I have never been a fan of making resolutions. Like most diets, they are broken rather quickly. A very simple rule is reigning in the missing dwell. My husband and the life we lived together. Concentrating less on the voids and filling those wells of sadness with what I have in my life. Occasionally, the pity party invitation arrives, whether welcomed or not, but I have learned, not to stay too long. I have my glorious memories and his energy and spirit for life. Going through the motion with no emotion is not emotionally healthy, and that is the time for the grateful list to come out. You don’t necessarily have to write it all down, but if it helps, go for it. I do quietly in my mind, and then realize it is so much longer than the other list, and just like that, a down mood lifts and the joy cover comforts. I wish everyone a New Year filled with good health, silliness, joy, laughter galore, and peace, for all you love and who loves you. Happy 2015
New Year Resolutions?
December 27, 2013
Comments on: "New Year Resolutions?" (6)
My mom will be 70 next year, my dad passed away about a year and a half ago after being sick for a very long time. Actually, it’s been a downhill battle for him since he retired. I have an older brother, he came out for a week right after dad died, but that was it. I moved in with mom, I couldn’t leave her by herself. 49 years of marriage, that’s not something you shrug and say, OK, let’s move on. It’s been a process for her and myself. For me, parents aren’t supposed to get sick. For her, she was married since she was 20 and she knows nothing else. She’s trying to learn other things. It’s a process we all have to go through, but you don’t think about it until it happens to you.
Peace and Health to you, Nice Lady. So glad to meet you this morning!
Hope mom’s friends are by her side. No one should be telling her to move on. She has to give herself permission to grieve as long as she needs to. I wrote Friendship Garden because i gave up friends because they had no understanding or compassion and just stayed with the nourishing ones. I was a few months shy of being married for 50 years and my husband was never sick, ever. Not even a cold. It all happened in a matter of days. A rapid leukemia and no time to prepare.You can’t put pain on a scale, but I think when you see someone you love suffer for a long time, it has to be worse, but it was just such a shock. I thought he was going to live to almost 100 as his dad did…but unanswerable questions.Great meeting you and tried signing up for your blog, but didn’t take my email???? For the New Year, I wish you and your mom less pain and more sunshine. Let her have each day, a ray of sunshine, a smile, and then tie them all together for a week. It gets softer, but never really goes away. Being in love with a man who loves you back is such a joy and rare, that when it’s gone, a part of you is gone too. If your mom ever wants to email me or talk with me, I would be happy if I could be of any comfort. Peace, Love, and Health to you as well.,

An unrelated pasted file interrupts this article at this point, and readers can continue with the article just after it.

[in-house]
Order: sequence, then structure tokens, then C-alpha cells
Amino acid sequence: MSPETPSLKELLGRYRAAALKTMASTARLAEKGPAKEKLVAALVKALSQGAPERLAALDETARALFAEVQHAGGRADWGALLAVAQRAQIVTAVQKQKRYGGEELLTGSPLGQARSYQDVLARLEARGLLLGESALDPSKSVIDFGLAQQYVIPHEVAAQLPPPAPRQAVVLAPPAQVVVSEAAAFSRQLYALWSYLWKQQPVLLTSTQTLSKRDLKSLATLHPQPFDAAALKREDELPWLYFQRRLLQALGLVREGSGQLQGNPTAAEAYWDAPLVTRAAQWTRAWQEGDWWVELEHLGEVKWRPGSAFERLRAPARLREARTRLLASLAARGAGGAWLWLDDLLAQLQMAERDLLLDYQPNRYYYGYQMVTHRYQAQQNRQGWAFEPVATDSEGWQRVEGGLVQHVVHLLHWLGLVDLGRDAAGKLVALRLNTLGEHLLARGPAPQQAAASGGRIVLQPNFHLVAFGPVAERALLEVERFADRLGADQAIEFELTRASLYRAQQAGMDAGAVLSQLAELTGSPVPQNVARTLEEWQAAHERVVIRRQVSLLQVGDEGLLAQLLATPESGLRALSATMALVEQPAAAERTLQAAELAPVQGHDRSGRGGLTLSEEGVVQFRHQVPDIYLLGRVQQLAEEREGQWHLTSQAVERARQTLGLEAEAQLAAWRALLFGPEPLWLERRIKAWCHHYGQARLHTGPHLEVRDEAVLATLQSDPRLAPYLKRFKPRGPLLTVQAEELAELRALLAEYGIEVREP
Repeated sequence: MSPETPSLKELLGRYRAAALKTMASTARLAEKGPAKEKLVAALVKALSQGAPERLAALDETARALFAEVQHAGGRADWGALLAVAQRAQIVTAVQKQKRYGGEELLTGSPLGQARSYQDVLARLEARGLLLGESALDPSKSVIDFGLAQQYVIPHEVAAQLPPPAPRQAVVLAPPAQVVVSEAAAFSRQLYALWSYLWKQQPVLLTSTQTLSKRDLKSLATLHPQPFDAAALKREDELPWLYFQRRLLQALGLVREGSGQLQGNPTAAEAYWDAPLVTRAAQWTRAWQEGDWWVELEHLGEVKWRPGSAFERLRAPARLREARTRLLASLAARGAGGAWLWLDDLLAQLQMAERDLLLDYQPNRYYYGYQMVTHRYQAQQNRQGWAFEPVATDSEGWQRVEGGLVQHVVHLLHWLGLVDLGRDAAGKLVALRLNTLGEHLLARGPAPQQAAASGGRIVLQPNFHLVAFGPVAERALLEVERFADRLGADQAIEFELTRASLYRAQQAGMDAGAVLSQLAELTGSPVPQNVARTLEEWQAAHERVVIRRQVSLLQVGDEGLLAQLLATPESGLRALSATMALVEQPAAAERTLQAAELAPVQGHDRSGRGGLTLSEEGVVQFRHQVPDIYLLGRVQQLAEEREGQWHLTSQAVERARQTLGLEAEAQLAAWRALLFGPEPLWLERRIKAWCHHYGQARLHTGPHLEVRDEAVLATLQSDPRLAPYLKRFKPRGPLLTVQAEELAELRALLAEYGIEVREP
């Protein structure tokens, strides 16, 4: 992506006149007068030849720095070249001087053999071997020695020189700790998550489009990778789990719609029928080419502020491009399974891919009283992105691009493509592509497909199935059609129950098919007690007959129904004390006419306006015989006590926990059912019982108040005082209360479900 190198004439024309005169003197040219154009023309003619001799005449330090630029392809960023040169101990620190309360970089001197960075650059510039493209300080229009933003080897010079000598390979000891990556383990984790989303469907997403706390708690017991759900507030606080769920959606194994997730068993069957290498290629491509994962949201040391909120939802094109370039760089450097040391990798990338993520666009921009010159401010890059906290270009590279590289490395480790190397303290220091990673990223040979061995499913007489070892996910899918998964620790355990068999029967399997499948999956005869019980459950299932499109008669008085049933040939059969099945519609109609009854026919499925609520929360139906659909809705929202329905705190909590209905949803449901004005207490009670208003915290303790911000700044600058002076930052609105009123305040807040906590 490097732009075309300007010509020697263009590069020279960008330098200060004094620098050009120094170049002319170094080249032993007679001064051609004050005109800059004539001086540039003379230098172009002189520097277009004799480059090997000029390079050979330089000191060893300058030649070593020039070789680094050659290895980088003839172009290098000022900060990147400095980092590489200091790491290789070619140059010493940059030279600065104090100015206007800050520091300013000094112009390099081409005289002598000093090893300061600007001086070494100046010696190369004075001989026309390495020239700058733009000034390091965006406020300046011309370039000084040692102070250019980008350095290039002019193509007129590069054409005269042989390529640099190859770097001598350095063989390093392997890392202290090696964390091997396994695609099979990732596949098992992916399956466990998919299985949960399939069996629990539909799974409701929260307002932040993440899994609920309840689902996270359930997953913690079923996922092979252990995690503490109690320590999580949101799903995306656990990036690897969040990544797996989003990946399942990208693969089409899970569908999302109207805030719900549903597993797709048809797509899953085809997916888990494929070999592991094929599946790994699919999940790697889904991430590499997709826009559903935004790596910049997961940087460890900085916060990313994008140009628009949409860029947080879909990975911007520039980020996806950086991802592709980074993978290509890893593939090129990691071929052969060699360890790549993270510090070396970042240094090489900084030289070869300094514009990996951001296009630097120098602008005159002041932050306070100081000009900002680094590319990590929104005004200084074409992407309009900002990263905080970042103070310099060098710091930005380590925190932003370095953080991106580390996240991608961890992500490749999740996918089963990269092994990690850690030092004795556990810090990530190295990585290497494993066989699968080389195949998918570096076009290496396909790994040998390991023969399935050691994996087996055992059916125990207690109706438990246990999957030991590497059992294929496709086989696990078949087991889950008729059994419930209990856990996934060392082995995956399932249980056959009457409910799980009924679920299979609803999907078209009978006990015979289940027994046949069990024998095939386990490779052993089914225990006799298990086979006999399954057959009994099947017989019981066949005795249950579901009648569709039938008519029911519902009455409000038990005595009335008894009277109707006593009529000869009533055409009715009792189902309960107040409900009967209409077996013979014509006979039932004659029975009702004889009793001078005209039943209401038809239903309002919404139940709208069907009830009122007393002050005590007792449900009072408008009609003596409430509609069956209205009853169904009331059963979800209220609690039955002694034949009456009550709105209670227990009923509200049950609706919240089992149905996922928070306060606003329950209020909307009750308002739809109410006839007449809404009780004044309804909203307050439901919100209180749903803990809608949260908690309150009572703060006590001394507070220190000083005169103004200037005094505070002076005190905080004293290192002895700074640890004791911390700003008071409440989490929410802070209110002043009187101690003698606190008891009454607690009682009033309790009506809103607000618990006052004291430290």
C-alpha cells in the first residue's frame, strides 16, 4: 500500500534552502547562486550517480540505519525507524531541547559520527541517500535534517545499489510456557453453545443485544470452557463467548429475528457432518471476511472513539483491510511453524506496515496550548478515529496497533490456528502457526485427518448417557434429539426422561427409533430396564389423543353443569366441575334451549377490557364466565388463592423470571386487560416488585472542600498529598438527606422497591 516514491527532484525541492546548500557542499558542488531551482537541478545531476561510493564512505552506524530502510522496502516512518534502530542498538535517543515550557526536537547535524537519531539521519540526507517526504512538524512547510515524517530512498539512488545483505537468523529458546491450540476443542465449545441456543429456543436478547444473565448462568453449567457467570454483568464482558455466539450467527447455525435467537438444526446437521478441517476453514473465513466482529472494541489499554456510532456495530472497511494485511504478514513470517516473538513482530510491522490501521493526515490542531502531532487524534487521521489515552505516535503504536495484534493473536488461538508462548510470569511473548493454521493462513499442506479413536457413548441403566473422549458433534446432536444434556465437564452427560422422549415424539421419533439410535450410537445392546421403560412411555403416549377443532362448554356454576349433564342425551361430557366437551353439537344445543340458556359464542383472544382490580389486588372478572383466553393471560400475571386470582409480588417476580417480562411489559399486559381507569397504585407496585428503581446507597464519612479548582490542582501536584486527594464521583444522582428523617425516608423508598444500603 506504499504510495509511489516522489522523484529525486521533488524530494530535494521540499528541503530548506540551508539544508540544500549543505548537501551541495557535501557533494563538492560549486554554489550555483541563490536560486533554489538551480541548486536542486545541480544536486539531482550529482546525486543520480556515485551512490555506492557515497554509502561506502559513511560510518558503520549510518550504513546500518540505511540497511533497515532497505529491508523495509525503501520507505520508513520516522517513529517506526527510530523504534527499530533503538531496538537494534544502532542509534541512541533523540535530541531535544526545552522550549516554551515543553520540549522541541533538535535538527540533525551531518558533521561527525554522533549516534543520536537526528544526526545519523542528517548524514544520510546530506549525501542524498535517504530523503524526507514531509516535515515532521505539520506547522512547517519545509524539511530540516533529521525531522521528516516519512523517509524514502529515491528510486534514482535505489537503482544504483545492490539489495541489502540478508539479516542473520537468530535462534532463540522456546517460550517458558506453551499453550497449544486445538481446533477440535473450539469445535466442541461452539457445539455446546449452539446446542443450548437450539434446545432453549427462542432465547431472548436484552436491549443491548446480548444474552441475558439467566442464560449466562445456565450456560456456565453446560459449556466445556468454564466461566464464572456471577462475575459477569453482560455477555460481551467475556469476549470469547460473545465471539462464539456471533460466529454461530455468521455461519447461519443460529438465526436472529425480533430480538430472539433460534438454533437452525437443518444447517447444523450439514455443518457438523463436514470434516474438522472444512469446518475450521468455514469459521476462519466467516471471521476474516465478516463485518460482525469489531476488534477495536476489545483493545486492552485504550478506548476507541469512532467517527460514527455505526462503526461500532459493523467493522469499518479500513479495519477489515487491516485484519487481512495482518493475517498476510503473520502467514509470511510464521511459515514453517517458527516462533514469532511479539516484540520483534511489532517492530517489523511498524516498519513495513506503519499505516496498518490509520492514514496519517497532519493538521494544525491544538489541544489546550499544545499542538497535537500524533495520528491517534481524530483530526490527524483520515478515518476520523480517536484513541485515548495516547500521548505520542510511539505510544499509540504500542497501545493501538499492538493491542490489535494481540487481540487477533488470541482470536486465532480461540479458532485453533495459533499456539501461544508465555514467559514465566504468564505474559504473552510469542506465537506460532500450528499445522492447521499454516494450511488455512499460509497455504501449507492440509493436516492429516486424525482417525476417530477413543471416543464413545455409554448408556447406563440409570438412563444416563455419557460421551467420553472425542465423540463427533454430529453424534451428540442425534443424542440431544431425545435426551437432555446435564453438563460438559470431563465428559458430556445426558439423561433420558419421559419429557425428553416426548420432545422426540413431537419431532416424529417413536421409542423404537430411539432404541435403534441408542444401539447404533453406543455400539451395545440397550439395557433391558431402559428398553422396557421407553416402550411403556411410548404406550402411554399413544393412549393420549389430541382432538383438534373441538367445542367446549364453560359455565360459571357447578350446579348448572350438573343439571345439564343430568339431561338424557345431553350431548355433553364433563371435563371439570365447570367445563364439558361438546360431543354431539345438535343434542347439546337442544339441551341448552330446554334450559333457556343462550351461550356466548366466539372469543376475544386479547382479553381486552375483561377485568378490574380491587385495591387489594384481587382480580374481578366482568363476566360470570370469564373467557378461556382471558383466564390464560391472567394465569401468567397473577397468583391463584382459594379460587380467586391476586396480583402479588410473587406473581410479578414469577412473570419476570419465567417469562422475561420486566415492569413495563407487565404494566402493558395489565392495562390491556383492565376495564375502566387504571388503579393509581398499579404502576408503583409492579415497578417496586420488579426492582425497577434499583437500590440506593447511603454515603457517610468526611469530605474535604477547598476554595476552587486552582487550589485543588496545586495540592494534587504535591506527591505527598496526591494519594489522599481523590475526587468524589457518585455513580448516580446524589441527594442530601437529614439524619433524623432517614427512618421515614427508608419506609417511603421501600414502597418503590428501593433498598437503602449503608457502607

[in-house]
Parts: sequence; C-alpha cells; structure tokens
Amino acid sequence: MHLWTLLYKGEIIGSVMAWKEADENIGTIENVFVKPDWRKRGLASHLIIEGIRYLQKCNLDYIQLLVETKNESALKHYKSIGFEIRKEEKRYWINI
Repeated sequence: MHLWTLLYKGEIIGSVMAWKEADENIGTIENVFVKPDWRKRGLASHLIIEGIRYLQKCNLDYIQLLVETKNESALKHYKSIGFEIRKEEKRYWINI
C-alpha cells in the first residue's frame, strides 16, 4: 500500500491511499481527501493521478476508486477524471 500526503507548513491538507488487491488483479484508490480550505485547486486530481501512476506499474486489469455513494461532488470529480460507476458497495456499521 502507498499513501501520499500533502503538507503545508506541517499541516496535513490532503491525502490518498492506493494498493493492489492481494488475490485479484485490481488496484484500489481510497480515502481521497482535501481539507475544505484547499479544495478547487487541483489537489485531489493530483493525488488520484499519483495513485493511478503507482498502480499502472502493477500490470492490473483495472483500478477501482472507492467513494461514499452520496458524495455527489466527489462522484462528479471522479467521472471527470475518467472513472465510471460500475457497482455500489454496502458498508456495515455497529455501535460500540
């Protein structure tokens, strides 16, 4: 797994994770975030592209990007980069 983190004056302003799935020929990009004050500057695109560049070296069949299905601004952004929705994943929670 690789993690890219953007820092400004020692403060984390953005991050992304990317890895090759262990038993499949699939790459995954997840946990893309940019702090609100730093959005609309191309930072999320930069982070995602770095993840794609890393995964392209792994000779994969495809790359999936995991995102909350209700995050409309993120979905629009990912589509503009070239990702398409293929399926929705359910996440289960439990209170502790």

That is so sweet, thank you so much for reaching out to her.
Dad was sick for quite some time, always with heath issues. Numerous surgeries for vascular issues, bowel issues, scleroderma, finally had a foot amputated…he wasn’t one to take care of himself. Finally he fell and broke his hip, when he went in for surgery he coded on the table and was down for 11 minutes, and they brought him back regardless of the DNR they had in place. I will never, EVER forget seeing my dad in ICU, mom told me to go visit him because it was the end…he was sitting up in his hospital bed, eating applesauce with his spoon upside down, wondering why he couldn’t get any of it into his mouth. That messed me up for a while.
My brother wouldn’t come out until after dad died. That didn’t sit well with me.
I don’t think you can compare the two…sudden illness or a slow decline…they are painful in their own way. Mom was his caregiver for so long, once he was gone she didn’t know what to do. I moved in with my cat, turns out he had feline diabetes and he was like a dad replacement for her caring side…until we had to put him down. She said that was harder than dad!
And the grieving process…so many people have their own ideas of how you should grieve and how long it should take you. Mom was strong enough to tell those who weren’t of any help to her emotionally to go away, and I was in the over protective daughter mode, anyone made my mom upset they would be hearing from me.
My grief didn’t come until I went to the cemetery, the niche he was put in was finally engraved. He was Air Force, so he was interred in Willamette National Cemetery down in Oregon. When I saw his plaque, that’s when I broke down.
I took pictures for mom, but she hasn’t gone to see it in person.
I am no stranger to death, having experienced it first hand with family friends, but when it’s your own, you can’t distance yourself from it, and up until that point, death is something that happens to someone else.
My heart is with yours, and I am so sorry for the loss of your husband, especially in that manner. A sudden catastrophic illness with no time to prepare, I can’t even begin to wrap my head around that.
Thank you for opening up your heart and telling me about your family and yourself. It’s all a process and we all have her own process. What is great, is your mom knows who to surround herself with. Sometimes family doesn’t always do what you expect, so expectations have to be lowered as with your brother. You know the saying, “you can choose your friends, not your family. You’re a nourishing kind person and I wish you all that you wish for yourself and mom.
On Mon, Dec 30, 2013 at 12:54 PM, mother nature is a man and other
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Continue to dream the dream
Happy New Year Paulette! 🙂